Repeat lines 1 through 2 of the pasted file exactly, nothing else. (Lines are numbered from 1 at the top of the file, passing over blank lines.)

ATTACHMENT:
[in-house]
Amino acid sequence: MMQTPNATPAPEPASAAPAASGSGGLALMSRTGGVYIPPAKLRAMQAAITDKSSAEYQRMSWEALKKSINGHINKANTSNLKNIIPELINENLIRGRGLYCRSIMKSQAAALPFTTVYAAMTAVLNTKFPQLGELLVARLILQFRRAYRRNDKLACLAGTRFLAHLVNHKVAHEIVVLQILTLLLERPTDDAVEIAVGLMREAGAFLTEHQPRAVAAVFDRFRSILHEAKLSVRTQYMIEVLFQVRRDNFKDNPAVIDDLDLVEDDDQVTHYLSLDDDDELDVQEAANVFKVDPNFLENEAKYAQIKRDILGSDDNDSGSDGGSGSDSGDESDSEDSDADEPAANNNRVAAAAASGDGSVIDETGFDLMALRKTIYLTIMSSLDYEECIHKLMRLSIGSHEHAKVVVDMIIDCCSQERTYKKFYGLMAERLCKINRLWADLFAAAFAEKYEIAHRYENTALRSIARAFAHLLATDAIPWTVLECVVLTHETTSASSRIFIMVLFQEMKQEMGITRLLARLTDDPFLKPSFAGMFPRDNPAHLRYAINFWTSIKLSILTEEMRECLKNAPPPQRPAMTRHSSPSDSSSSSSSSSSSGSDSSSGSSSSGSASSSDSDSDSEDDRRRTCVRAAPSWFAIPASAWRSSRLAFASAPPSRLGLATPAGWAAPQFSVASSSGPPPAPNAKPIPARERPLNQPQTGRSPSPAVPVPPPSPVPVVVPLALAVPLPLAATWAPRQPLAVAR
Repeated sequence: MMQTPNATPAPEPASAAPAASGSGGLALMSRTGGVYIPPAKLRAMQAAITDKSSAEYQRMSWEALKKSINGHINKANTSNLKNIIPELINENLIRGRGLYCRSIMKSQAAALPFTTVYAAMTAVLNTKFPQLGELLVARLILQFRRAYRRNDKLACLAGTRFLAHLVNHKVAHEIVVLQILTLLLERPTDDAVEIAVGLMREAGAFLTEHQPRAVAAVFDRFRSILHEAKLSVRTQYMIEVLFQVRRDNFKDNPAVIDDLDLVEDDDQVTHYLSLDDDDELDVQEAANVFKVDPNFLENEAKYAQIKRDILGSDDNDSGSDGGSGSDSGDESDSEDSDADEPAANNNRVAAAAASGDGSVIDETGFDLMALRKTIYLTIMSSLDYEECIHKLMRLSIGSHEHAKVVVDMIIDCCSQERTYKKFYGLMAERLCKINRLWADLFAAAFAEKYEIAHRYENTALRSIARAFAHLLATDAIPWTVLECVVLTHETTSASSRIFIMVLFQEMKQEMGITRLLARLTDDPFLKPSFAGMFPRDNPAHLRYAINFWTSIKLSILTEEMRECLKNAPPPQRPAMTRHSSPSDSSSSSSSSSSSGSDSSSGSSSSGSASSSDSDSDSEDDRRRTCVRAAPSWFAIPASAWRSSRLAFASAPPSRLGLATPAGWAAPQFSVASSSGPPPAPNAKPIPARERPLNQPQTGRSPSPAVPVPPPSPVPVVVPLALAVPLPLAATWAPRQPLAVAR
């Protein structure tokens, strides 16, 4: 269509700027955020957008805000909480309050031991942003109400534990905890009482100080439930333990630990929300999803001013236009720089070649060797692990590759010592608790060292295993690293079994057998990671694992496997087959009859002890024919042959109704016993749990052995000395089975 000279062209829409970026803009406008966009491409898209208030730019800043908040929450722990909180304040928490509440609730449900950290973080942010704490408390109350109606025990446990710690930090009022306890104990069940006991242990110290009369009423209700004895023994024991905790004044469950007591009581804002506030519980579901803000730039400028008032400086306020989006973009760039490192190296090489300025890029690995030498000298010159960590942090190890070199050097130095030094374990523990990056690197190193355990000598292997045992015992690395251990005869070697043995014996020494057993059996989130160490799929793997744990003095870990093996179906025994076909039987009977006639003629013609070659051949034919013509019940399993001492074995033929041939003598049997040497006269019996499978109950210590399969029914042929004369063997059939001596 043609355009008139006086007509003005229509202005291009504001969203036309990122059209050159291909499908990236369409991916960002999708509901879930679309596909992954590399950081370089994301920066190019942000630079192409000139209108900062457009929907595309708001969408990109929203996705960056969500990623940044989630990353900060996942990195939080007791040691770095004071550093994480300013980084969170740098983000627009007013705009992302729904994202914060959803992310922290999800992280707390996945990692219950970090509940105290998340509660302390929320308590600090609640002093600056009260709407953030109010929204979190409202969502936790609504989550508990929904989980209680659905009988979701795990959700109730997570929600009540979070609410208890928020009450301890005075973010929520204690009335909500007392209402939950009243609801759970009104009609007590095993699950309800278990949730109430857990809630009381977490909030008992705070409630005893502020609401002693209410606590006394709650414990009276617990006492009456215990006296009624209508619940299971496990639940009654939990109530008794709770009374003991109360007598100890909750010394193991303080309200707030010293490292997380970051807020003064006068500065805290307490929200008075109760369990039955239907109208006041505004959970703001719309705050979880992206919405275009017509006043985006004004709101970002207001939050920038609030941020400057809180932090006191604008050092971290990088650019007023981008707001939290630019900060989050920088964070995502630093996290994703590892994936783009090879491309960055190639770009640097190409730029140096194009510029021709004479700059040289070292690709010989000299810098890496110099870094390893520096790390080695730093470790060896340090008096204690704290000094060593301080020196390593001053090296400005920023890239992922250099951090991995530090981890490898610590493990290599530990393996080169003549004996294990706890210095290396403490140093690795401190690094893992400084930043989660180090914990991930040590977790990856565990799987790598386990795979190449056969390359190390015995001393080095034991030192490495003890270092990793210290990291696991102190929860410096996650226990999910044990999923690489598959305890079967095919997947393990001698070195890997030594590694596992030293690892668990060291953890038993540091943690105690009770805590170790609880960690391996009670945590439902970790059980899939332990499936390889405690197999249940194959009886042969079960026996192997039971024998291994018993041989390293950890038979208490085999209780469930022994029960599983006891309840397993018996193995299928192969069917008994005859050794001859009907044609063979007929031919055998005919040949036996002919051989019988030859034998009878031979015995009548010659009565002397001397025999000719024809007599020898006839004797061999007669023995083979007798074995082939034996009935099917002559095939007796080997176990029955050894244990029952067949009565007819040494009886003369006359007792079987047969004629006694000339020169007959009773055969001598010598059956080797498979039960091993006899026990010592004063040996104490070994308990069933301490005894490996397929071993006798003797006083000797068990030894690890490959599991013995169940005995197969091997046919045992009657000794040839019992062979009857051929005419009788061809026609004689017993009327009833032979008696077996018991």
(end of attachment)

[in-house]
Amino acid sequence: MMQTPNATPAPEPASAAPAASGSGGLALMSRTGGVYIPPAKLRAMQAAITDKSSAEYQRMSWEALKKSINGHINKANTSNLKNIIPELINENLIRGRGLYCRSIMKSQAAALPFTTVYAAMTAVLNTKFPQLGELLVARLILQFRRAYRRNDKLACLAGTRFLAHLVNHKVAHEIVVLQILTLLLERPTDDAVEIAVGLMREAGAFLTEHQPRAVAAVFDRFRSILHEAKLSVRTQYMIEVLFQVRRDNFKDNPAVIDDLDLVEDDDQVTHYLSLDDDDELDVQEAANVFKVDPNFLENEAKYAQIKRDILGSDDNDSGSDGGSGSDSGDESDSEDSDADEPAANNNRVAAAAASGDGSVIDETGFDLMALRKTIYLTIMSSLDYEECIHKLMRLSIGSHEHAKVVVDMIIDCCSQERTYKKFYGLMAERLCKINRLWADLFAAAFAEKYEIAHRYENTALRSIARAFAHLLATDAIPWTVLECVVLTHETTSASSRIFIMVLFQEMKQEMGITRLLARLTDDPFLKPSFAGMFPRDNPAHLRYAINFWTSIKLSILTEEMRECLKNAPPPQRPAMTRHSSPSDSSSSSSSSSSSGSDSSSGSSSSGSASSSDSDSDSEDDRRRTCVRAAPSWFAIPASAWRSSRLAFASAPPSRLGLATPAGWAAPQFSVASSSGPPPAPNAKPIPARERPLNQPQTGRSPSPAVPVPPPSPVPVVVPLALAVPLPLAATWAPRQPLAVAR